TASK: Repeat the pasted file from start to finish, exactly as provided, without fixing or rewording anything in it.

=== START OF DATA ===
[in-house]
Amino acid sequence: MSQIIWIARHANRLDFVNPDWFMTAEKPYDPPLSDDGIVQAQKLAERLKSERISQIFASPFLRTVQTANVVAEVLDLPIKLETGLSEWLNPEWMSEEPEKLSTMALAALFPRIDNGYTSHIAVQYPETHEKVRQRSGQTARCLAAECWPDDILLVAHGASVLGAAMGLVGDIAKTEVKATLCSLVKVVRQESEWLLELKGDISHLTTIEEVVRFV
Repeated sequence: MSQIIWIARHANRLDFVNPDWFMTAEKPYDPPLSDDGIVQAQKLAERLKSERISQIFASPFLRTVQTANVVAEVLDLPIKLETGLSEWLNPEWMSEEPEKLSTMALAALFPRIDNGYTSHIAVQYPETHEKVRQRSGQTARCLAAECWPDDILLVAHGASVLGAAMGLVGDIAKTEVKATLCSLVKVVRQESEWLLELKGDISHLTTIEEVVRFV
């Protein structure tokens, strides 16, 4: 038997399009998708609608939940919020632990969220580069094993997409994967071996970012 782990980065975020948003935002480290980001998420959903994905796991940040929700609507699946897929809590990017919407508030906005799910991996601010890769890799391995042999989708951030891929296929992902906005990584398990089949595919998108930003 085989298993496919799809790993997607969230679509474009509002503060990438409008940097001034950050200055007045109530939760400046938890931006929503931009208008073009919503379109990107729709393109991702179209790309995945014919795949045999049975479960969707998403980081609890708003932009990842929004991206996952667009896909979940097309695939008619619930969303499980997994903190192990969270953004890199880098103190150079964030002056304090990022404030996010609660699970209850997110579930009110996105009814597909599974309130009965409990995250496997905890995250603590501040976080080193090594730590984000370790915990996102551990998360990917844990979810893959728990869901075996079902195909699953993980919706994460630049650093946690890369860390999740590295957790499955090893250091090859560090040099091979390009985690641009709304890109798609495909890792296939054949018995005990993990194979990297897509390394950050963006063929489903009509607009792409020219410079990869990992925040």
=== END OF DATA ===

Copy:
[in-house]
Amino acid sequence: MSQIIWIARHANRLDFVNPDWFMTAEKPYDPPLSDDGIVQAQKLAERLKSERISQIFASPFLRTVQTANVVAEVLDLPIKLETGLSEWLNPEWMSEEPEKLSTMALAALFPRIDNGYTSHIAVQYPETHEKVRQRSGQTARCLAAECWPDDILLVAHGASVLGAAMGLVGDIAKTEVKATLCSLVKVVRQESEWLLELKGDISHLTTIEEVVRFV
Repeated sequence: MSQIIWIARHANRLDFVNPDWFMTAEKPYDPPLSDDGIVQAQKLAERLKSERISQIFASPFLRTVQTANVVAEVLDLPIKLETGLSEWLNPEWMSEEPEKLSTMALAALFPRIDNGYTSHIAVQYPETHEKVRQRSGQTARCLAAECWPDDILLVAHGASVLGAAMGLVGDIAKTEVKATLCSLVKVVRQESEWLLELKGDISHLTTIEEVVRFV
């Protein structure tokens, strides 16, 4: 038997399009998708609608939940919020632990969220580069094993997409994967071996970012 782990980065975020948003935002480290980001998420959903994905796991940040929700609507699946897929809590990017919407508030906005799910991996601010890769890799391995042999989708951030891929296929992902906005990584398990089949595919998108930003 085989298993496919799809790993997607969230679509474009509002503060990438409008940097001034950050200055007045109530939760400046938890931006929503931009208008073009919503379109990107729709393109991702179209790309995945014919795949045999049975479960969707998403980081609890708003932009990842929004991206996952667009896909979940097309695939008619619930969303499980997994903190192990969270953004890199880098103190150079964030002056304090990022404030996010609660699970209850997110579930009110996105009814597909599974309130009965409990995250496997905890995250603590501040976080080193090594730590984000370790915990996102551990998360990917844990979810893959728990869901075996079902195909699953993980919706994460630049650093946690890369860390999740590295957790499955090893250091090859560090040099091979390009985690641009709304890109798609495909890792296939054949018995005990993990194979990297897509390394950050963006063929489903009509607009792409020219410079990869990992925040």